Our scripture this week is Matthew 4:1-11.
Then Jesus was led by the Spirit into the wilderness to be tempted by the devil. After fasting forty days and forty nights, he was hungry. The tempter came to him and said, “If you are the Son of God, tell these stones to become bread.” Jesus answered, “It is written: ‘Man shall not live on bread alone, but on every word that comes from the mouth of God.’” Then the devil took him to the holy city and had him stand on the highest point of the temple. “If you are the Son of God,” he said, “throw yourself down. For it is written: “‘He will command his angels concerning you, and they will lift you up in their hands, so that you will not strike your foot against a stone.’ ” Jesus answered him, “It is also written: ‘Do not put the Lord your God to the test.’” Again, the devil took him to a very high mountain and showed him all the kingdoms of the world and their splendor. “All this I will give you,” he said, “if you will bow down and worship me.” Jesus said to him, “Away from me, Satan! For it is written: ‘Worship the Lord your God, and serve him only.’” Then the devil left him, and angels came and attended him.
Jesus was human, just as we are, and was subject to every emotion and want that we face. This is the reason we can trust Him, knowing He has endured everything we do and more. Jesus doesn’t ask us to do anything He wouldn’t do Himself.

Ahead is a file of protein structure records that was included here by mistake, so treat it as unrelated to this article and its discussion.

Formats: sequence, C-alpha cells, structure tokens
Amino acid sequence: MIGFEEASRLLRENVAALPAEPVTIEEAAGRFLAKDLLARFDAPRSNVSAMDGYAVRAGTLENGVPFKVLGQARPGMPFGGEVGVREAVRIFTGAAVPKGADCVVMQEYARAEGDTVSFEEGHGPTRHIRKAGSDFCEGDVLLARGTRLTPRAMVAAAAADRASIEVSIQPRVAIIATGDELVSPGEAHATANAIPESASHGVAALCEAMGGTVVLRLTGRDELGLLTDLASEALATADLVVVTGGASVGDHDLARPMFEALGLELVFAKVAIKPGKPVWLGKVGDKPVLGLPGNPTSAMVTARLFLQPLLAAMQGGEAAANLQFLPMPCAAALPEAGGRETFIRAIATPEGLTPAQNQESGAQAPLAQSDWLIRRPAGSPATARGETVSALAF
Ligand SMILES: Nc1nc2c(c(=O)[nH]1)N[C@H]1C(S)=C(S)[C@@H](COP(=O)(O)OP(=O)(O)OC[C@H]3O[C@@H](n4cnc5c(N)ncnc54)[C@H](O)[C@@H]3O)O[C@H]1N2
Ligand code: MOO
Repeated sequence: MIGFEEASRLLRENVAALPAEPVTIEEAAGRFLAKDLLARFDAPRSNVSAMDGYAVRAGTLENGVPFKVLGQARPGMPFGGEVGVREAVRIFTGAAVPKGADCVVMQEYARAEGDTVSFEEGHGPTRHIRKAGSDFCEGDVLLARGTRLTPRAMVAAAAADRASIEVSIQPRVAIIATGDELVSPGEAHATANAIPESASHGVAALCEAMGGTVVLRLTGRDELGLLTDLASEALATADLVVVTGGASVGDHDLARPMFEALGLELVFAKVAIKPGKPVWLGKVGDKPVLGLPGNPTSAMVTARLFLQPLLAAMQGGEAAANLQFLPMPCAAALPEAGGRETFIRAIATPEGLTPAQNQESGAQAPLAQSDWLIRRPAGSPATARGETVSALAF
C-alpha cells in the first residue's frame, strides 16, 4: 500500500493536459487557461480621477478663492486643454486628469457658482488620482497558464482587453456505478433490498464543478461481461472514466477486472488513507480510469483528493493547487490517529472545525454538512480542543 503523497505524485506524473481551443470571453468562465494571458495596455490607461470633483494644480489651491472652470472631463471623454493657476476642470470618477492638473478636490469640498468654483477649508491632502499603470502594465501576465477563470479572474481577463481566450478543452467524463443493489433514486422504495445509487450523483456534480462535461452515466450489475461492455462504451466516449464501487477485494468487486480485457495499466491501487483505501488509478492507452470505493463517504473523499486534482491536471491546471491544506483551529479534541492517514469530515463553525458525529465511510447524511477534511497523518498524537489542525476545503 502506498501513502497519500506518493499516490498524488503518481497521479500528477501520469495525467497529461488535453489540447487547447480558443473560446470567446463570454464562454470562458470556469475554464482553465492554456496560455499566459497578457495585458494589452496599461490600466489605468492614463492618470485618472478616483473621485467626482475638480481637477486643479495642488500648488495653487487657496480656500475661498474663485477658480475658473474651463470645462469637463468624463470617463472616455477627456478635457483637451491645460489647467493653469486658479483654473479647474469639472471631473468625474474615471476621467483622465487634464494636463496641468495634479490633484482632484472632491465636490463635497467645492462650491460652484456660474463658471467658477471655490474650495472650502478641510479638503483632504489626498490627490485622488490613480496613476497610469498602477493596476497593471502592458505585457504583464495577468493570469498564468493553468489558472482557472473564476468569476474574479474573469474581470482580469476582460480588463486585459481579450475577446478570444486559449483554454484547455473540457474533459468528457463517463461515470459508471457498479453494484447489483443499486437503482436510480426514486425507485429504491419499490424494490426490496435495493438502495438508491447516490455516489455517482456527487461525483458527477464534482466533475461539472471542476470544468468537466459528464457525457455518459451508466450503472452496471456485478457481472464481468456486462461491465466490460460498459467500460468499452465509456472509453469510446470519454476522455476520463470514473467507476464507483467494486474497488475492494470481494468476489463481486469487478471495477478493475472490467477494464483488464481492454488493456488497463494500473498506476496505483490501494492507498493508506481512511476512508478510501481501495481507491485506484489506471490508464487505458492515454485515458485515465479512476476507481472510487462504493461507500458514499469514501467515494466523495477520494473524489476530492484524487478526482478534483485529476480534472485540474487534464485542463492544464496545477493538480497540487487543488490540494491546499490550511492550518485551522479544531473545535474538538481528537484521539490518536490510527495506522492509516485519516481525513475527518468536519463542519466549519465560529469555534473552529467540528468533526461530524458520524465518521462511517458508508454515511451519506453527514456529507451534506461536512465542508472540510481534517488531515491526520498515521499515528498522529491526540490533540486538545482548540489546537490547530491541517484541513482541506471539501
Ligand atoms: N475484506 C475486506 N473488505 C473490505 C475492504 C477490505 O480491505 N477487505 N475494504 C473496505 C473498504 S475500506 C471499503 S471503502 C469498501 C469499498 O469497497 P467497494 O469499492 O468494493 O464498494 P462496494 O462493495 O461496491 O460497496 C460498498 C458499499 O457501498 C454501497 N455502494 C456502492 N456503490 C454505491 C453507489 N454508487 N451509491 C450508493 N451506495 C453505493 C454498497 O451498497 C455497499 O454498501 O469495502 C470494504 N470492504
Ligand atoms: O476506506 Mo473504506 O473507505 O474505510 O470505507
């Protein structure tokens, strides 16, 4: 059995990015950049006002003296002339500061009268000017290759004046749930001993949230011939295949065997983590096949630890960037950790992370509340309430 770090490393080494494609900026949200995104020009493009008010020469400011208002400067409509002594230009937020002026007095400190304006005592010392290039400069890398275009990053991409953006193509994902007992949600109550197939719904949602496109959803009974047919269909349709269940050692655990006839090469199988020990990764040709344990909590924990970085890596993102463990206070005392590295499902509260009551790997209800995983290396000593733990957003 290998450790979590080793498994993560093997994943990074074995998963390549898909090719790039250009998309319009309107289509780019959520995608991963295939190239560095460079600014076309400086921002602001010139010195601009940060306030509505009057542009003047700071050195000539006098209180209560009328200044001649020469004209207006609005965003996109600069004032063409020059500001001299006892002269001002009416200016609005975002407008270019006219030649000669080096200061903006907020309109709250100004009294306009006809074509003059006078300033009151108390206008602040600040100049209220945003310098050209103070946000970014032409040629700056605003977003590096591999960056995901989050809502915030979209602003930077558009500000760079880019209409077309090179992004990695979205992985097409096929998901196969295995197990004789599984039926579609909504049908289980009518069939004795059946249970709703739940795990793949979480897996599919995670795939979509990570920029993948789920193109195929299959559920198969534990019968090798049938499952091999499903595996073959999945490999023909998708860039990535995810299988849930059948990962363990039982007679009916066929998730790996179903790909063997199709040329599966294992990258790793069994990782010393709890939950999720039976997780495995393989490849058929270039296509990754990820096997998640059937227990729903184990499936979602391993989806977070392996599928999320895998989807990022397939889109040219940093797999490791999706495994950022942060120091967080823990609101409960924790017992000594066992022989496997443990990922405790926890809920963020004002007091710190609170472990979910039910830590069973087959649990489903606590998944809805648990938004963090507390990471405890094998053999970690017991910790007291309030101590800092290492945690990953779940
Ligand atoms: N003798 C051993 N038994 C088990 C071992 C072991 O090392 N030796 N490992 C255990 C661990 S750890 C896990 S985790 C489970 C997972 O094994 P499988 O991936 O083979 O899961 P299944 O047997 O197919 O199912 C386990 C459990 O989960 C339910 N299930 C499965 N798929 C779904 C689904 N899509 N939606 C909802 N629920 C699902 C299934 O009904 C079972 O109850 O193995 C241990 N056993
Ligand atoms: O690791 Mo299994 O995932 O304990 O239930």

Reading the story of His temptation in the wilderness this week as we begin the observance of Lent (Ash Wednesday, February 26) should make us think about what Jesus was willing to give up for us. He came to earth to be one of us, knowing our joys and our sorrows. Jesus was willing to give up His glory in order that we might be saved.
What are we willing to give up for Him? During Lent people often deny themselves something they enjoy, a food or an activity. When this helps us focus on what Christ gave up for us, it is a good thing, but here is another thought – pick up something for Lent. Begin a new faith practice, such as an hour reading scripture at lunch or helping with dinner once a week at the local shelter, and think about making it a permanent habit. Jesus didn’t call us just to avoid evil, He called us to do good.
Gracious God, we are blessed by the gift of Jesus, taught by His example and called to go out in His name. Help us to resist temptation and work for the good of our neighbors. Amen.